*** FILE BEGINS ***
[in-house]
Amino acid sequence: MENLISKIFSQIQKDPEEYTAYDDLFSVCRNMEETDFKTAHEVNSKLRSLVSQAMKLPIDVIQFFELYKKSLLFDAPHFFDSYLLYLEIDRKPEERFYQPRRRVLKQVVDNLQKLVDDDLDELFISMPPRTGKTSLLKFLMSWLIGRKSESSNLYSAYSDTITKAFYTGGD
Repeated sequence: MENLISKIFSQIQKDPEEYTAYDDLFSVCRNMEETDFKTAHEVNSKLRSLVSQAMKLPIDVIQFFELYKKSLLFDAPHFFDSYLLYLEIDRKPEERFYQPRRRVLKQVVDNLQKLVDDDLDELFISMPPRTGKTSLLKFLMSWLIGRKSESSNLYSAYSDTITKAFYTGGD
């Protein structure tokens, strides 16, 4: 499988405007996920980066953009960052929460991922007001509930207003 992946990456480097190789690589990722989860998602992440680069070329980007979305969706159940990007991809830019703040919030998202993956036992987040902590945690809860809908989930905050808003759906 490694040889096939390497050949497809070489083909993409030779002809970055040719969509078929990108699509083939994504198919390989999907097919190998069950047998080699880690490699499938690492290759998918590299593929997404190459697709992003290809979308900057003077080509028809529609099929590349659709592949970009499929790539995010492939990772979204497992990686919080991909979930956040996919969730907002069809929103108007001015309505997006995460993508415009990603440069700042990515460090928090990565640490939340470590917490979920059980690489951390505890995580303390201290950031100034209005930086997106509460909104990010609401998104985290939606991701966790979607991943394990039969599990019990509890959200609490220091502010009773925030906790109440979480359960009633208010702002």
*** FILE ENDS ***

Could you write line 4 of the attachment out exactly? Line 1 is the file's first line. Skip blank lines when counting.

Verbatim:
């Protein structure tokens, strides 16, 4: 499988405007996920980066953009960052929460991922007001509930207003 992946990456480097190789690589990722989860998602992440680069070329980007979305969706159940990007991809830019703040919030998202993956036992987040902590945690809860809908989930905050808003759906 490694040889096939390497050949497809070489083909993409030779002809970055040719969509078929990108699509083939994504198919390989999907097919190998069950047998080699880690490699499938690492290759998918590299593929997404190459697709992003290809979308900057003077080509028809529609099929590349659709592949970009499929790539995010492939990772979204497992990686919080991909979930956040996919969730907002069809929103108007001015309505997006995460993508415009990603440069700042990515460090928090990565640490939340470590917490979920059980690489951390505890995580303390201290950031100034209005930086997106509460909104990010609401998104985290939606991701966790979607991943394990039969599990019990509890959200609490220091502010009773925030906790109440979480359960009633208010702002």